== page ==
A cycle of three Caravaggio altar paintings of St Matthew may be seen for free in the Contarelli Chapel of San Luigi dei Francesi (Saint Louis of the French) church in Rome.
Three of the most famous Caravaggio paintings in Rome are in the Contarelli Chapel of the San Luigi dei Francesi church. This cycle on the life of Saint Matthew included the first altar painting and major public commission for Caravaggio, which helped to establish him as one of Rome’s foremost artists in the early 17th century. The paintings are The Calling of Saint Matthew, The Inspiration of Saint Matthew, and The Martyrdom of Saint Matthew. Admission to the church is free but some coins may be needed to feed the lights to see the Caravaggio paintings.
San Luigi dei Francesi (Saint Louis of the French)
The church of San Luigi dei Francesi (Saint Louis of the French / Saint Louis des Français) is a Baroque church in the center of Rome. It is the national church in Rome of France and is named after King Louis IX — the only French king ever to become a saint in the Roman Catholic church.
The current church was constructed between 1518 and 1589 to the designs of Giacomo della Porta. Catherine de’ Medici, Queen of France (1547-59) helped finance the church.
The facade of the San Luigi was designed as a purely decorative element separate from the main church — one of the first examples of a feature that would be used commonly at later churches. Statues of French heroes including Charlemagne, St Louis, and St Clothilde adorn the elegant facade.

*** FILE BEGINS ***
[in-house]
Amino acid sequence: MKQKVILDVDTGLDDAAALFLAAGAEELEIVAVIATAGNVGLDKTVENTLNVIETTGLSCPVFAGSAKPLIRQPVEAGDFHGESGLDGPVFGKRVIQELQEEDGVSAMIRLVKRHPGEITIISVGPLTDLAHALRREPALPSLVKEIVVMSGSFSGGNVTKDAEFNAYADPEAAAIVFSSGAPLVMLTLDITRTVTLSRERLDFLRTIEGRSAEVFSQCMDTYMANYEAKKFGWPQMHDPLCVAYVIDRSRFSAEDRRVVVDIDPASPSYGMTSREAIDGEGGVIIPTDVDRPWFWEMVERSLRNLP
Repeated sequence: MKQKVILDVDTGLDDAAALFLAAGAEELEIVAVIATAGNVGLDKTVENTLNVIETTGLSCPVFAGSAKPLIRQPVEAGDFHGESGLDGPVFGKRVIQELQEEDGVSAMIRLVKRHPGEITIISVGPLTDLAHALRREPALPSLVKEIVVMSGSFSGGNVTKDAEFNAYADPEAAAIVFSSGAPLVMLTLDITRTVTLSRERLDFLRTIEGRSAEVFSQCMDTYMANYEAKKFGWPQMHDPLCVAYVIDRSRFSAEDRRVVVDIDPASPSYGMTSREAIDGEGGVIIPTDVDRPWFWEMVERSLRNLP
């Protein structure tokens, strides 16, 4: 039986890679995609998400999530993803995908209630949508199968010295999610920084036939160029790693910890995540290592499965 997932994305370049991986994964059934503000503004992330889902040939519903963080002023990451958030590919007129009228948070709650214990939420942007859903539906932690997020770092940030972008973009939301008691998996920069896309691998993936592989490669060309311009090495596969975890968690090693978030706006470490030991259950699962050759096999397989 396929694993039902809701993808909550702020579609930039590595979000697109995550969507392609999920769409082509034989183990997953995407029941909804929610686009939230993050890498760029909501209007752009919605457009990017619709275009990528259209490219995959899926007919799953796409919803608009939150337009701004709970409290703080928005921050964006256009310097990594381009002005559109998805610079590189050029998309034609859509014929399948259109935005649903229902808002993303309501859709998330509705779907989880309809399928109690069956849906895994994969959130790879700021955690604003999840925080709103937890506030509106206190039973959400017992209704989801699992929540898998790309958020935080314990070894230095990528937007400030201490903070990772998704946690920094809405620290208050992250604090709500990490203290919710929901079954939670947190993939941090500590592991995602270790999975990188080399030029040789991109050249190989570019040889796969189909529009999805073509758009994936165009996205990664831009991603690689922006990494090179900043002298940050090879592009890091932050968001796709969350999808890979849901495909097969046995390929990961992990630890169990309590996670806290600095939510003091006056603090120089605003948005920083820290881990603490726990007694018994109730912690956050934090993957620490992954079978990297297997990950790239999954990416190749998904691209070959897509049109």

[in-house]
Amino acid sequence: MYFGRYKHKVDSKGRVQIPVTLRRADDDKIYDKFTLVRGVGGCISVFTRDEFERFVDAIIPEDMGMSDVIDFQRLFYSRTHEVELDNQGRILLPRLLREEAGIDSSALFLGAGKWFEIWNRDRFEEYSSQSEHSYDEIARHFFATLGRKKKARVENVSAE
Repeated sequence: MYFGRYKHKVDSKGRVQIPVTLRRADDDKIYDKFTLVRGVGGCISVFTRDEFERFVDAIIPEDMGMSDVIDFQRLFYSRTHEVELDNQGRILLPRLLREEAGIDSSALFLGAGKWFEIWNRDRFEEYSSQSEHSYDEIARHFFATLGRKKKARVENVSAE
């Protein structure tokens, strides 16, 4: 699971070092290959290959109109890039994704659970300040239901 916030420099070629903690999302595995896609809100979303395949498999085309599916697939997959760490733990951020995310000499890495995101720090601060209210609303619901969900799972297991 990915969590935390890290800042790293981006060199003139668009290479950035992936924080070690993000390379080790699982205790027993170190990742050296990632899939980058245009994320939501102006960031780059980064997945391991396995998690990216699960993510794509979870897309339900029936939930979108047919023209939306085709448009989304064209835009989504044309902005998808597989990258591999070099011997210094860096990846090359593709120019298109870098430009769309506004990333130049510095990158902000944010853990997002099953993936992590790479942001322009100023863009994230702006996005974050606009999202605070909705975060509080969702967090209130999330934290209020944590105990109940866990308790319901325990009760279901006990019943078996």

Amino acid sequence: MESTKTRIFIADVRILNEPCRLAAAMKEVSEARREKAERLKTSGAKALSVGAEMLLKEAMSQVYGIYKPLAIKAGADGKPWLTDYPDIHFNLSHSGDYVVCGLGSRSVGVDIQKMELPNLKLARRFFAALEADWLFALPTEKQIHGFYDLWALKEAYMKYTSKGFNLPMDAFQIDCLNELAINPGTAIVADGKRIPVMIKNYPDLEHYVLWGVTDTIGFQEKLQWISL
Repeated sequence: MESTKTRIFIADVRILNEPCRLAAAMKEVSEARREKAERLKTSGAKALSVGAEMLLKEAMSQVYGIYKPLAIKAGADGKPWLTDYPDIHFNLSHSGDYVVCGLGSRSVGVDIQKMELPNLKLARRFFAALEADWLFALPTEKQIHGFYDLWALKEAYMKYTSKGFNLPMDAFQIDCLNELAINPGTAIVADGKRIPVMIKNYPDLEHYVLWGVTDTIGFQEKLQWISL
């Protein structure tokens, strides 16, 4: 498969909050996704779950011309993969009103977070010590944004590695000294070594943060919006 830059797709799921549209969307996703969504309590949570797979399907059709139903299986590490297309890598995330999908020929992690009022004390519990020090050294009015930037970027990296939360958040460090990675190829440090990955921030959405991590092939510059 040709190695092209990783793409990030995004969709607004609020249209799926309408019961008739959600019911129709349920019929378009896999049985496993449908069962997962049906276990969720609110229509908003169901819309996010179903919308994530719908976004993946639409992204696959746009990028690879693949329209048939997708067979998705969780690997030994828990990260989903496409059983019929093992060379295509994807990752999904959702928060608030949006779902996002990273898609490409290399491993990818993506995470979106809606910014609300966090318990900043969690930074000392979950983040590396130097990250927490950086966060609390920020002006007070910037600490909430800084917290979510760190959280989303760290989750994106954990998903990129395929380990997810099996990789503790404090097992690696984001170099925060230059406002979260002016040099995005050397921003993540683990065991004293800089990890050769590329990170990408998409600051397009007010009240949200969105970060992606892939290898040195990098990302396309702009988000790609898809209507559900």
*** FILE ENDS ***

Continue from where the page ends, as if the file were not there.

Much of the interior is similarly a glorification of French figures including the ceiling paintings by Charles-Joseph Natoire that depict events from the lives of St Louis, St Denis, and Clovis.
The triple-nave interior is full of golden detail. Most of the art here and inside the rows of side chapels are from the Baroque and Rococo. The Polet Chapel has fine frescoes by Domenichino but most visitors come to see the Caravaggios.
St Matthew Paintings Cycle by Caravaggio in the Contarelli Chapel
The three altar paintings by Michelangelo Merisi da Caravaggio (1571-1610) depicting scenes from the life of St Matthew are by far the most famous works in Saint Louis of the French and the main reason to visit this church near the Pantheon (no longer free!).
In 1599, Caravaggio, an established but not yet famous painter, received the commission for two large paintings on the life of St Matthew for the Contarelli Chapel. The furnishing of the chapel was financed by a French cardinal, Matthieu Cointerel (Matteo Contarelli in Italian), who left exact instructions in his will on how he wanted the chapel decorated with art depicting events in the life of his namesake apostle.
Caravaggio was not the first choice but the two paintings he delivered — his first major public commissions, first altarpieces, and first historical group scenes — established him as one of the foremost artists in Rome at the time (and the one most art lovers currently prefer). He was commissioned to paint a third work when the commissioned marble statue of Matthew was rejected.